Photo courtesy of the George A. Lange Collection.


[ENTER THE MUSEUM]

Welcome to the Palace Museum

At the southern end of Kingsley Street, between Lake and Cookman Avenues in Asbury Park, New Jersey, is a 36,000 square foot graveyard of memories. Until May of 2004, a building stood here, perhaps the most identifiable landmark on the Jersey Shore. Then, as dawn rose over the waterfront, developers used a giant mechanical claw to rip apart 116-year-old walls that had survived it all - hurricanes, fires, abuse, neglect, all, that is, until falling at the end to a combination of politics and greed.

Photo copyrighted by Peter Szikura.
For 100 active years, those wooden walls anchored Palace Amusements, a place where people came to spin, to fly, to literally soar through the roof, to rediscover delirium and to laugh at fright, a place of creativity and ingenuity, ever changing, ever suited to the tastes of generations that were confronting great shifts in the world around them.

This place, this Palace, expanded over time to become an L-shaped arcade in five parts, all under a series of interconnected roofs. Its carousel bore the signature of America's greatest carvers of wooden carousels. The rotating wheel carried passengers for more years than any Ferris wheel in American history. Some of the best known and most creative amusements manufacturers in the world infused the Palace with excitement and fun. Designers, painters, mechanics and electricians - enormously talented and largely anonymous - turned six dark rides and two fun houses into shriek-inducing classics. The Palace excited ten decades of visitors, and inspired a generation of New Jersey songwriters, photographers and artists.

Photo copyrighted by Frank Saragnese.
To fans, it was a palace of dreams, a wonderland. Families planned summer trips to the Palace. Teenagers used their beach money on the rides. Couples loved the dark rides and the Ferris wheel. To them, the Palace was an irresistible destination. To historians, it was unique, a timeless place that reflected the evolution of America's amusements industry. In 2002, Dorothy P. Guzzo, the State of New Jersey's senior historic preservation officer, reminded Palace owners that the complex was listed on the New Jersey and National Registers of Historic Places, and expressed her office's official position that "if saved, this complex could serve as a major tourist attraction as it did historically and be a cornerstone to the redevelopment plan of Asbury Park."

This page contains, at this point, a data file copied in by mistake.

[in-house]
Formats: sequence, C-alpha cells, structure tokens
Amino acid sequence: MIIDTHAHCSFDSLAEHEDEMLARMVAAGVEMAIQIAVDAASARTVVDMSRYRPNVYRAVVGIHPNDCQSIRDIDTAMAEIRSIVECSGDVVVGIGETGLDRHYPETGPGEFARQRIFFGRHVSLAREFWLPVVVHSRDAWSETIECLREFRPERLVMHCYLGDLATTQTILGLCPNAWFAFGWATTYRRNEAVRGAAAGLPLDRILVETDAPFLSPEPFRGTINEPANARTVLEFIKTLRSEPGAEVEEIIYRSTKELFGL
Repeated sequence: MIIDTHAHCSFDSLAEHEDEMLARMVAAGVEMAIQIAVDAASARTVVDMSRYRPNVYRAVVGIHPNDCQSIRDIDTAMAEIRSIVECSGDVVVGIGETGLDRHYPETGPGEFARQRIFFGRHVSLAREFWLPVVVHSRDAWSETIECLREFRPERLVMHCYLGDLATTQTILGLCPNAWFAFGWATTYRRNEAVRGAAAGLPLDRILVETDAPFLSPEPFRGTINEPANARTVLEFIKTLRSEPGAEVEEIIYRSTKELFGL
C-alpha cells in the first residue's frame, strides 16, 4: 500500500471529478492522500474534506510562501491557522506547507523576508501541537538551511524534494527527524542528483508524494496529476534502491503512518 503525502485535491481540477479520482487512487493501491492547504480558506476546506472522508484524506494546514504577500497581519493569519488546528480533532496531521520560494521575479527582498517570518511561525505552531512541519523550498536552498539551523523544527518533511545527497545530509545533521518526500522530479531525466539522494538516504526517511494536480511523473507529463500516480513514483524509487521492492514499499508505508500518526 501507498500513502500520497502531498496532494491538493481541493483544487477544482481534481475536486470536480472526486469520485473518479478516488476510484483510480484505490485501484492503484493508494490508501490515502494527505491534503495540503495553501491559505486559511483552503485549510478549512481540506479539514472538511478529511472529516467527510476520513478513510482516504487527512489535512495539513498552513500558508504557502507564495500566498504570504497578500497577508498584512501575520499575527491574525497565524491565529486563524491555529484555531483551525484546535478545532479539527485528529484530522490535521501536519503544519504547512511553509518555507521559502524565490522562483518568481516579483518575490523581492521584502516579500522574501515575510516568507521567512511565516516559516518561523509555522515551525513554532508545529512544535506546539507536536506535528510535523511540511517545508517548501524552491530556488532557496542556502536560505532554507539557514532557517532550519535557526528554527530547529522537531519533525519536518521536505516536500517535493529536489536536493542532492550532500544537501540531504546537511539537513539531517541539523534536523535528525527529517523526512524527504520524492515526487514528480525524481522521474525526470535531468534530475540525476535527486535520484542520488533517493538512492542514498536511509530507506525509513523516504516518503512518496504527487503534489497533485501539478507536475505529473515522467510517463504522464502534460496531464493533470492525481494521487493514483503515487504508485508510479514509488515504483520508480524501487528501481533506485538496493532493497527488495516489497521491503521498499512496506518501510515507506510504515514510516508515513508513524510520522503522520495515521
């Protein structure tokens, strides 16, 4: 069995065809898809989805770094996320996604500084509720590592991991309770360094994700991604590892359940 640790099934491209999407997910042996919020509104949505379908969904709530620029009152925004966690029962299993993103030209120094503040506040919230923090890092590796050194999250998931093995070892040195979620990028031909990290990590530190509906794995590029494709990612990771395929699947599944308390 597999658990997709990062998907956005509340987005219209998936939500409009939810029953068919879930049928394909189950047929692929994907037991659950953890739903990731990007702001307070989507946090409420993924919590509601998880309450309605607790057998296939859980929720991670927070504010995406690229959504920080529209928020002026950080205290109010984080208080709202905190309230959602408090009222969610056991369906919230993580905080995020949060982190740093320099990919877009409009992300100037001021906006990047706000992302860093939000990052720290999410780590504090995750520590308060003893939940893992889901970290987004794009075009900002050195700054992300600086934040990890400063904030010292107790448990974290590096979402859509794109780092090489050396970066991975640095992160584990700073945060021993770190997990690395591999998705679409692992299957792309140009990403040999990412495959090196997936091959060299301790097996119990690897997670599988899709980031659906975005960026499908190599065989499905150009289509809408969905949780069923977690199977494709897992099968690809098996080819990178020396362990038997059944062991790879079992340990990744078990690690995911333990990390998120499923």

Photo copyrighted by Frank Saragnese.
Yet sadly the first instinct of the developers was not to save and renovate, but to tear down, to destroy and to let nothing stand in the way. So it was that on May 26, 2004 - less than eight hours after preservationists approved new strategies to save the Palace's most historic sections - Asbury Partners, an out-of-town group of developers fronting for New York financiers, rushed in their giant mechanical claw and suddenly brought the walls tumbling down, leaving us with the following memories.